A historical inquiry into early Kurdish-Israeli contacts: The antecedents of an alliance

Scott Abramson*

*Corresponding author for this work

Research output: Contribution to journalArticlepeer-review


This study traces the progress of the contacts between Israelis and Kurds-two non-Arab regional minorities intent on selfgovernment and encircled by enemies-in their earliest stage of development, from the two peoples’ first flirtations to the preliminaries of the Israeli-Kurdish entente against Baghdad in the 1960s and 1970s. Irregular in occurrence and anticlimactic in outcome, these early contacts unfolded over three decades in the form of unrequited overtures, dud proposals for cooperation, and stillborn bids for an alliance. Yet for all of these dead-ends, the path along which these early contacts proceeded was, as this article establishes, pursued by the very same Israelis and Kurds, impelled, in turn, by the very same strategic logic, that would lead the two peoples in due course into an alliance.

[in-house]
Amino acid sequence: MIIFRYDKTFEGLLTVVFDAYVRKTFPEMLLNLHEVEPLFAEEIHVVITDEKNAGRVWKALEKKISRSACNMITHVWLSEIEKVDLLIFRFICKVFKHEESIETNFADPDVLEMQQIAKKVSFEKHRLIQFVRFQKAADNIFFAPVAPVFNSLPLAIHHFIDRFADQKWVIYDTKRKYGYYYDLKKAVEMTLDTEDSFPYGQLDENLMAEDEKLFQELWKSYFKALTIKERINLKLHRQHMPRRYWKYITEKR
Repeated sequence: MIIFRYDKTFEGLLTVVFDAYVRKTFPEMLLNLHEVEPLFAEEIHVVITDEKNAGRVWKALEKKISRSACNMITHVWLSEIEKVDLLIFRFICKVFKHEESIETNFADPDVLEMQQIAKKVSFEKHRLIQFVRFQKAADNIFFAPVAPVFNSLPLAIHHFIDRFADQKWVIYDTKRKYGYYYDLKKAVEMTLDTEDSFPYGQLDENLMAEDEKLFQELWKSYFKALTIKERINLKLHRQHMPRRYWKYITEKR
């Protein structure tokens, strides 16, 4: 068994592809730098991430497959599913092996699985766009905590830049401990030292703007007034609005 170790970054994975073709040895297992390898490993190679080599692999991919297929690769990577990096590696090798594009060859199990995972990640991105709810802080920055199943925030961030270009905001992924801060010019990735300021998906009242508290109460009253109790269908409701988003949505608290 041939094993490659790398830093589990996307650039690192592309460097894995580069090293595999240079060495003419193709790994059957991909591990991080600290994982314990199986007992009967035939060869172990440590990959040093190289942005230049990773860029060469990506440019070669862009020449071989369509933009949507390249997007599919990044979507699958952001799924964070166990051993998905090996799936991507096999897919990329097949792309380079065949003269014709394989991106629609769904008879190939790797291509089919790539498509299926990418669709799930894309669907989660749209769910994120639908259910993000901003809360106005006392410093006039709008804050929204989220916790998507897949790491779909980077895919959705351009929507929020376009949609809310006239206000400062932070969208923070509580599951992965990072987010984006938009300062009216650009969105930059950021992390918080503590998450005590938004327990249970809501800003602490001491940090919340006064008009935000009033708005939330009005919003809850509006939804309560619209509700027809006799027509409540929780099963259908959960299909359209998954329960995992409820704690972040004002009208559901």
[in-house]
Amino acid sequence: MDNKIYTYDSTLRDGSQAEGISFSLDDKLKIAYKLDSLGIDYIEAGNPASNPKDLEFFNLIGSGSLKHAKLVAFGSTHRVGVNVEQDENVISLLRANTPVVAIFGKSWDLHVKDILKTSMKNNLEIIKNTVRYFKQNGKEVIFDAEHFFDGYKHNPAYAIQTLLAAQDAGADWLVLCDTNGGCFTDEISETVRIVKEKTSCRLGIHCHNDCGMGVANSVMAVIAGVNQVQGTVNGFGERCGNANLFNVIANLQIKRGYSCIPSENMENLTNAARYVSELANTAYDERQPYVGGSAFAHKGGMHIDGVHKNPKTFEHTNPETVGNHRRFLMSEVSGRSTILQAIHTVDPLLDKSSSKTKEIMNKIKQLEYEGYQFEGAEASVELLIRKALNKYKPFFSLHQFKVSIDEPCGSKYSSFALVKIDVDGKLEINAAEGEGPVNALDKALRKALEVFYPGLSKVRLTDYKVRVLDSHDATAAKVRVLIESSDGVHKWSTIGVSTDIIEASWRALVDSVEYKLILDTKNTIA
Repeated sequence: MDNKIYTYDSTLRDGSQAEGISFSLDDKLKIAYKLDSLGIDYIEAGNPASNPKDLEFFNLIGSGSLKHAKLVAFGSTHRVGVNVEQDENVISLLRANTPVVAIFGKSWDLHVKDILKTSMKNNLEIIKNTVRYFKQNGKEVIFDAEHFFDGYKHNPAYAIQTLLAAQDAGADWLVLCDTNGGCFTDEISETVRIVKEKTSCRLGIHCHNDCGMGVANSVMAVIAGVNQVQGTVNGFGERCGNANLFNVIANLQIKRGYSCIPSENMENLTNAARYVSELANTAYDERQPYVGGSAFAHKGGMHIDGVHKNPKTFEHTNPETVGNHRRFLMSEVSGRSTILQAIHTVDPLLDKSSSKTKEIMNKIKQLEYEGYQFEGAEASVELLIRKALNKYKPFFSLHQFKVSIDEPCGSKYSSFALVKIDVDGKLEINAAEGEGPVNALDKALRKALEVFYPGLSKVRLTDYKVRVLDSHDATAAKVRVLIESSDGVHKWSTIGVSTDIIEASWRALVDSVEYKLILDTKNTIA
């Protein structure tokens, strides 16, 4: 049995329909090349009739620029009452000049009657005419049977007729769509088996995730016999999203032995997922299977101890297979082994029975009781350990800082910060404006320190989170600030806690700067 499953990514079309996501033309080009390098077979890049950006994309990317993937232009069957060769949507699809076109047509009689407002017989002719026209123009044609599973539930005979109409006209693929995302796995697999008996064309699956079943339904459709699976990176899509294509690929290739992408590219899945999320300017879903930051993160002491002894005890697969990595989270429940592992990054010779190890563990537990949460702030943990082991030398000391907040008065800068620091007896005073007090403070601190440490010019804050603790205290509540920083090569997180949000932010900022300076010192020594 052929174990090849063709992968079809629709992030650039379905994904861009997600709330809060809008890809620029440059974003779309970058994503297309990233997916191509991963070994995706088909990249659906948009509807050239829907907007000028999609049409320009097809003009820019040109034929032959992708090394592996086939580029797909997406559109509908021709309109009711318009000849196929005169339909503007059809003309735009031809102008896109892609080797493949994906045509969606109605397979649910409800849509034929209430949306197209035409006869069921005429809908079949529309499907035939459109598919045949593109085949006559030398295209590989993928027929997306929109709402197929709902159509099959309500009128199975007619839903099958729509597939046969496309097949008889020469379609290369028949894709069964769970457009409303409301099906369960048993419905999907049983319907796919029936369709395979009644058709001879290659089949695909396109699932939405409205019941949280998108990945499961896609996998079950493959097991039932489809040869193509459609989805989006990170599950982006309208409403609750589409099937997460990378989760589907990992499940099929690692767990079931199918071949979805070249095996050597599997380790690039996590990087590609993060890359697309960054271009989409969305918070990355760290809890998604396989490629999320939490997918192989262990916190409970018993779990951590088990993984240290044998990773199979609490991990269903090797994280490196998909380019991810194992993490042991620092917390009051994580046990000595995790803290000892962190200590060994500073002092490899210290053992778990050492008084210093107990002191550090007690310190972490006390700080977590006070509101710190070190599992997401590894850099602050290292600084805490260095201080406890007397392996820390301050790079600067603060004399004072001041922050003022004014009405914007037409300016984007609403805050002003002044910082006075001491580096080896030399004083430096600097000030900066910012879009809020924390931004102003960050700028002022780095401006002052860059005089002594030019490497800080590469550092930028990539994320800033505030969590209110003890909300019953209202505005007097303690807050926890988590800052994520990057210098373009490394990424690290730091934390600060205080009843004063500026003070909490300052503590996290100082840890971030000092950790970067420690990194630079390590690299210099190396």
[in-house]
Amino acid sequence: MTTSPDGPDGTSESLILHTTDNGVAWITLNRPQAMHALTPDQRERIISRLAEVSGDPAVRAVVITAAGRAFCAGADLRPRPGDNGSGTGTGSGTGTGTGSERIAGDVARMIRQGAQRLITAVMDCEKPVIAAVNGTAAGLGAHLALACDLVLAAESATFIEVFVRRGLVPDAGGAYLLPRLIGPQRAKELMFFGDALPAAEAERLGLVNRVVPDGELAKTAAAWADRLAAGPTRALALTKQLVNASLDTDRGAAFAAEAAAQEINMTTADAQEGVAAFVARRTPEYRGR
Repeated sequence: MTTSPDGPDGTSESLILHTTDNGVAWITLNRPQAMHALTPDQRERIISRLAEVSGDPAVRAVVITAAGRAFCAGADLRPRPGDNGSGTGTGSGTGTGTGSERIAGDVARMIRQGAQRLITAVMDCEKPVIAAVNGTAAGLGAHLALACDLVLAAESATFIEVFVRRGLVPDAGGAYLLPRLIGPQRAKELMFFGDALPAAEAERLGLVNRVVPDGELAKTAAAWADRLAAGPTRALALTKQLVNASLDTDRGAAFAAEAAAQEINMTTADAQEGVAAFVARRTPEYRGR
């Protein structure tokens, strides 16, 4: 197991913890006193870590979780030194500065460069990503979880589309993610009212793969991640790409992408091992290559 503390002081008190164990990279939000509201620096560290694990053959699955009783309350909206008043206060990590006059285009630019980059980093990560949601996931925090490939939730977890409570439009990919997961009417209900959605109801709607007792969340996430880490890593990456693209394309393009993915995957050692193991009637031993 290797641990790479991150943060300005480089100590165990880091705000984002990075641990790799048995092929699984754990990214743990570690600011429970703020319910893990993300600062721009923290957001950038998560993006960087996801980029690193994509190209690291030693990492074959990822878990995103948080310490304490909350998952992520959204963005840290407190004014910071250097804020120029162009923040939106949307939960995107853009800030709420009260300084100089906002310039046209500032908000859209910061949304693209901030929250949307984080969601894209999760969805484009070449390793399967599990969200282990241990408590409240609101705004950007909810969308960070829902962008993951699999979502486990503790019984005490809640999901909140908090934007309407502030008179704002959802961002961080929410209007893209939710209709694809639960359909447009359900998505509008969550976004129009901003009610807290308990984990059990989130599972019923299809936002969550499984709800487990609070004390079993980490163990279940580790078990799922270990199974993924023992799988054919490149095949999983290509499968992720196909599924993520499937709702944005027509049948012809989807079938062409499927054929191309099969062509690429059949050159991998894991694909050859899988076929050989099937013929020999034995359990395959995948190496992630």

Original languageEnglish (US)
Pages (from-to)379-399
Number of pages21
JournalJournal of the Middle East and Africa
Issue number4
StatePublished - Oct 2 2018
Externally publishedYes


  • Iraq
  • Israel
  • Israeli-Kurdish relations
  • Kamuran Badr Khan
  • Kurds
  • Minorities
  • Morris fisher
  • Reuven Shiloah

ASJC Scopus subject areas

  • Cultural Studies
  • History
  • Sociology and Political Science
  • Political Science and International Relations


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